by Adam Miller
* This post originally appeared on the author’s blog.
The French marxist Louis Althusser theorized interpellation as “the process by which ideology addresses the individual.” Or, put differently, interpellation is the way a dominant ideology constructs the human subject in its terms. This theory has been criticized for “minimiz[ing] the possibility of individual agency and control in the process,” and perhaps rightly so. But I am not sure this is what Althusser was trying to get at. On the basis of admittedly very limited reading of his work, it seems to me he was trying to think about how ideology works, not how people negotiate identities within an ideological system. In any event, I found a particularly wonderful example of interpellation in Richard S. Cohen’s translation of The Splendid Vision (I won’t provide the Sanskrit title…it’s way, way too long).
His translation reads:
If somebody has not planted any roots of virtue, or has not seen a tathagata, or has not received a prophecy of future buddhahood, then he will fail to hear this dharma discourse. Likewise, he will fail to respect, worship, learn, copy, have copied, or place his faith in it. He will also fail to honor, respect, or worship dharma preachers. Wherever this dharma discourse goes…it will play the role of the tathagata.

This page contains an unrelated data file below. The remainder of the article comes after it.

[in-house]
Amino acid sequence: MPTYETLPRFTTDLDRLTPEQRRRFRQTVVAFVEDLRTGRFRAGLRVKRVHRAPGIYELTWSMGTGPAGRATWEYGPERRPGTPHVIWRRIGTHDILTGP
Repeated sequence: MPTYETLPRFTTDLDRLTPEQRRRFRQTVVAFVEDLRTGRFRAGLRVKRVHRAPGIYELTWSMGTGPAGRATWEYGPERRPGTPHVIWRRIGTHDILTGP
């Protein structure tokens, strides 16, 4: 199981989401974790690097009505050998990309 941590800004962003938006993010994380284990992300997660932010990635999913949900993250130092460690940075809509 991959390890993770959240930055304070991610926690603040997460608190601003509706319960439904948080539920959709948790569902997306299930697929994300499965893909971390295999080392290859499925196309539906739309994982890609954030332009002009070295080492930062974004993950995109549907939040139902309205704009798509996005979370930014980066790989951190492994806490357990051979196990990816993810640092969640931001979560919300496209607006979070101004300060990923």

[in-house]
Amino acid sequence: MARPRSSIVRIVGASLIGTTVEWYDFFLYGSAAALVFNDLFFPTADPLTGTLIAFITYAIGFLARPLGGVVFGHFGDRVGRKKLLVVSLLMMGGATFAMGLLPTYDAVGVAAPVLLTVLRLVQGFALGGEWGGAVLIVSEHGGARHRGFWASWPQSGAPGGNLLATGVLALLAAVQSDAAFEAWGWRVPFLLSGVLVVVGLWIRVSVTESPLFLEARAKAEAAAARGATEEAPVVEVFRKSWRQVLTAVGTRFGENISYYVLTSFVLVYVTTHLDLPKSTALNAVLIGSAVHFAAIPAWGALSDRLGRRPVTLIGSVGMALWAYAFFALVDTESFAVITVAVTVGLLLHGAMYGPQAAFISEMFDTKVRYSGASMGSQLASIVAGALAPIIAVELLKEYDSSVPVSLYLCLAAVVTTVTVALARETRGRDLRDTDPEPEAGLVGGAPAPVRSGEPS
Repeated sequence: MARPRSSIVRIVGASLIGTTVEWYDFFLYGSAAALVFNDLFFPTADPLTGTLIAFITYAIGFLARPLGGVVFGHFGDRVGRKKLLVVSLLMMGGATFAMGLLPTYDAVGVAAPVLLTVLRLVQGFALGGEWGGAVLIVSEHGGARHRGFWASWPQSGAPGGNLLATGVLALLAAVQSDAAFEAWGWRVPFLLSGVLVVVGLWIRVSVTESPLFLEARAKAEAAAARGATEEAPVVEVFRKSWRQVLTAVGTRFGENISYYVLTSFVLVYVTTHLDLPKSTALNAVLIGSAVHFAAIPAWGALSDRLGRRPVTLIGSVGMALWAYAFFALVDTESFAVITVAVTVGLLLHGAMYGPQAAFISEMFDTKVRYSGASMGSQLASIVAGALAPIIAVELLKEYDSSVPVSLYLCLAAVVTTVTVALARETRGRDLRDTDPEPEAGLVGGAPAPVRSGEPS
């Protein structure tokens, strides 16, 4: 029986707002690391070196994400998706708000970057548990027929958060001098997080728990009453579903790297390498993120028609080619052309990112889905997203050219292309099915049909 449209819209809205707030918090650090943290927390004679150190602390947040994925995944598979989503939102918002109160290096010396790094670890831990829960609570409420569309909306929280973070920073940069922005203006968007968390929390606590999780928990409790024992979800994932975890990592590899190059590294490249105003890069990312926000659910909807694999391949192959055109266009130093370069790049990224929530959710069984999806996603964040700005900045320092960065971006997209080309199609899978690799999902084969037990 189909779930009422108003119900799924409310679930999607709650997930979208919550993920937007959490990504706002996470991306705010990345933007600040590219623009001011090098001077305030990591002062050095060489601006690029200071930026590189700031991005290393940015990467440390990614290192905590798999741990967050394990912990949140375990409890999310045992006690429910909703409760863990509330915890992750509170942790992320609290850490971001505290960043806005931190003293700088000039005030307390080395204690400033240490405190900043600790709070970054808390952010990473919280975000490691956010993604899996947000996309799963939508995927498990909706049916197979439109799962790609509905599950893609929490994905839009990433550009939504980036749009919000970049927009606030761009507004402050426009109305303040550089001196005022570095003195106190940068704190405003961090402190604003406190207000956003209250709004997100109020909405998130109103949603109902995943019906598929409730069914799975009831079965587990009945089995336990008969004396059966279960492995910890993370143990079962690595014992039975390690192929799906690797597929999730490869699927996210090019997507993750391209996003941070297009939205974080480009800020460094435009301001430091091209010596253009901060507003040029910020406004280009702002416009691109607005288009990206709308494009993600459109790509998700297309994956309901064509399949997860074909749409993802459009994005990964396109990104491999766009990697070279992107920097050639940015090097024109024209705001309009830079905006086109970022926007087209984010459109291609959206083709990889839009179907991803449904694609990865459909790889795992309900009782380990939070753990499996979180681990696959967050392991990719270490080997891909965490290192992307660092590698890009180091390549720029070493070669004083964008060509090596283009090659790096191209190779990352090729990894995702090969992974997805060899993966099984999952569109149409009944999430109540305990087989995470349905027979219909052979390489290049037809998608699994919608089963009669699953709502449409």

Later the text goes on to enjoin anyone who hears the sūtra to “[p]rovide the dharma preacher…with whatever he needs for complete happiness.”
This text calls out anyone listening as a buddhist subject. And though the idea of buddhist subjectivity is quite complicated in philosophical circles, it seems to me that part of what it means to be a buddhist in the world is to make sure the dharma-preachers are comfortable. Indeed, the text promises that a person who reveres the sūtra and the expounder of the sūtra will amass more merit than the Buddha did through his extreme acts of giving in his former lives. Further still, anyone who hears this sūtra is already on the way to becoming a buddha.
Sounds like a pretty good deal, right? Oh wait…you don’t have a choice.